Phillis rhythm that mimics the balance of her

Phillis Wheatley was the
first African-American woman in America to publish a book of poems after being
taken as a slave in America by the Wheatley family, who eventually taught her
to read Latin and Greek in the late 1700s. Although most of Wheatley’s works
typically address religion and avoid issues of race, “On Being Brought
from Africa to America” is a short, but powerful, poem about slavery of
which I’m going to explore and analyse throughout this essay.

            Wheatley
wrote the poem in Iambic Pentameter and heroic couplets are used throughout.

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The rigid structure used could have been a reaction to romanticism, but
they’re also what Wheatley would have been most familiar with at the time that
was she educated.

 

Twas mercy brought me from my Pagan land,

Taught my benighted soul to understand (1-2)

 

However, it’s also suggestive of the poet’s
new way of thinking. The argument, expressed in the rhymed couplets of her
form, uses logic and a fixed rhythm that mimics the balance of her thinking and
message. The straightforward progression of iambic lines, the end rhymes and
the clear, rational thinking are classic neo-classicism, implying that the form
is the message, and Wheatley’s message is that she was saved by being brought
to and educated in a new country.

            Italics
are used within the first line to add emphasise to the lexis ‘Pagan’ (1), highlighting to the audience
it’s importance. Italicizing this suggests that the speaker wants to stress
that she came from a Godless country. As Religion is a dominant theme within
the poem, shown by the semantic field of religious language within the first
two lines, ‘mercy’, ‘Pagan’ and ‘soul’ (1-2), Wheatley wants the reader to
wants focus on her movement from her old country to her new religious and
spiritual life.

            The
poet personifies the lexis ‘mercy’ (1) to show how she escaped the ‘Pagan land’
(1). This indicates that Wheatley is grateful for the ‘mercy’ (1) of the whites
who brought her to America and showed her kindness, yet it also could be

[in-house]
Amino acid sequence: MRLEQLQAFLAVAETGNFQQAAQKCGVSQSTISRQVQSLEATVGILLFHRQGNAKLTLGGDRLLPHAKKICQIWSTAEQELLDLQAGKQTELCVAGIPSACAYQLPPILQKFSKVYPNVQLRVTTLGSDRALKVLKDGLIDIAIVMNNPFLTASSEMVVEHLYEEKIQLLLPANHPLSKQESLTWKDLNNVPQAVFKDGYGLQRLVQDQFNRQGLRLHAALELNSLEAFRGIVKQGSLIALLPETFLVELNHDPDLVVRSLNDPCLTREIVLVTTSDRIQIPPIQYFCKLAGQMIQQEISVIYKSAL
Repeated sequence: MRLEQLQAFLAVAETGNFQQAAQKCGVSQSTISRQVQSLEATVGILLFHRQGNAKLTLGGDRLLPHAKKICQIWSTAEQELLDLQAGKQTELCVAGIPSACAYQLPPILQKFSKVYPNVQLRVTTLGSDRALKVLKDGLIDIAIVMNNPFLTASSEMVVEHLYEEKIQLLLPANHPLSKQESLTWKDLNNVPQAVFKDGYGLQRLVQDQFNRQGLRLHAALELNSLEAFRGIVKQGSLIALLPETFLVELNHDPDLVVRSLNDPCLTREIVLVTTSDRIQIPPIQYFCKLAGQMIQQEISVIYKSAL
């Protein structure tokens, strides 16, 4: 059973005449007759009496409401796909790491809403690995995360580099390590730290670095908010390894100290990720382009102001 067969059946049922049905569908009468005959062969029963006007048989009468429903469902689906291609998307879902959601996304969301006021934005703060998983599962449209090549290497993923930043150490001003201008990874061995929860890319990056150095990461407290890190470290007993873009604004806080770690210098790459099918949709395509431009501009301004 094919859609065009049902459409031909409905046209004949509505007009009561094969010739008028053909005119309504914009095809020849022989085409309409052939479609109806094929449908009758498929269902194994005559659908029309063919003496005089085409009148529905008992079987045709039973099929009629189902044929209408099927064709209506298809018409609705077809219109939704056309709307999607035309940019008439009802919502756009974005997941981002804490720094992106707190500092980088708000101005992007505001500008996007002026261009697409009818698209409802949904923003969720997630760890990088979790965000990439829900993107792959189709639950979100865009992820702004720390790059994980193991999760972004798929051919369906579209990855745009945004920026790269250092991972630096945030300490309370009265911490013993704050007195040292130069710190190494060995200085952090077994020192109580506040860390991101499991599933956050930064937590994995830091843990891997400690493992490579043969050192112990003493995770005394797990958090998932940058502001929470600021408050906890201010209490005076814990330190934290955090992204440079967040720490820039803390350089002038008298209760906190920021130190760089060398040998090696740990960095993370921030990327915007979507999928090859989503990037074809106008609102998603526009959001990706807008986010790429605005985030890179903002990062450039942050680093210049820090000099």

referring to the ‘mercy’ of God, referring to him as a ‘saviour’ (3).

The
poet’s gratefulness to the Americans who saved her is further highlighted when
she refers back to her past. ‘Once I redemption neither sought nor knew’ (4),
this suggests that Wheatley lost herself, lost hope and saw no possibility of
being saved, only emphasising how thankful she is now to live the life she does
in a time where all the odds were against her.

            Wheatley
creates a tension between Africa and America, portraying Africa as wicked, Pagan,
and black, stereotypically, while America as good, Christian, and white. This
dichotomy continues throughout the rest of the poem, for example, the phrase
‘benighted soul’ (2) implies that before she was taken to America, her soul was
dark and unsaved. Although it could also be a literal darkness, as in a black,
African soul, representative of the colour of her skin. This duality in
language used by Wheatley embodies the paradox of the poem. Sometimes it
appears like she’s degrading and looking down on her race down, and sometimes,
those images of darkness are meant to be read as a religious, moral, and
spiritual darkness.

            The
conflicting nature of the poem is noted again in the second stanza,
particularly the line ‘Some view our sable race with scornful eye’ (5). The
lexis ‘sable’ (5) reinforces the idea of a darkness that is bad and unholy, an
extension of the Pagan land where slaves were coming from, yet It can also be
interpreted as the literal darkness of an Africans skin, but doesn’t have negative
connotations. Sable furs were valuable, so arguably, could be referring to ‘our
sable race’ as something precious and cherished. Either way, this couplet is
where the poet shows us her ideas about herself through the perspective of
society, ‘”Their colour is a diabolic die”‘(6), the speech marks
showing that this was a common opinion of slaves across America.

            Repetition
is used throughout the poem to convey the speaker’s passion. Not only has
‘mercy’ (1) taught the speaker ‘that there’s a God,’ (3) but also that God is a
‘Saviour’ (3), employing a sense of excitement from the persona.

            Lines
7 and 8 of the poem are seen to bring a close to her argument. The use of the
imperative, ‘Remember’ (7) suggests that she’s trying to teach her audience a
lesson, raising awareness of slavery and equality and teaching readers not to
give up hope. The speaker’s tone is authoritative, as if addressing an audience
who don’t believe what the speaker believes. The last line of the poem refers
to the speaker’s spiritual awakening. Just as mercy enlightened the speaker
earlier in the poem, all ‘Christians’ (7), including ‘Negroes’ (7), can be
‘refin’d and join th’ angelic train’ (8) implying that God’s saving grace
reaches out to all Christians, reminding them not to give up hope. Wheatley
uses a metaphor to liken
this ‘angelic train’ (8) with Heaven.

            To
conclude,
Wheatley has written a piece weighted with racial tensions in America during
the eighteenth century, with phrases such as ‘sable race’ (6) and ‘diabolic
die’ (7) to highlight the type of discrimination and feelings towards black
people at the time. However, with the use of metaphors, personification and the
religious language throughout, the poet reminds readers that we can all be
saved one day in the same way that she was.

 

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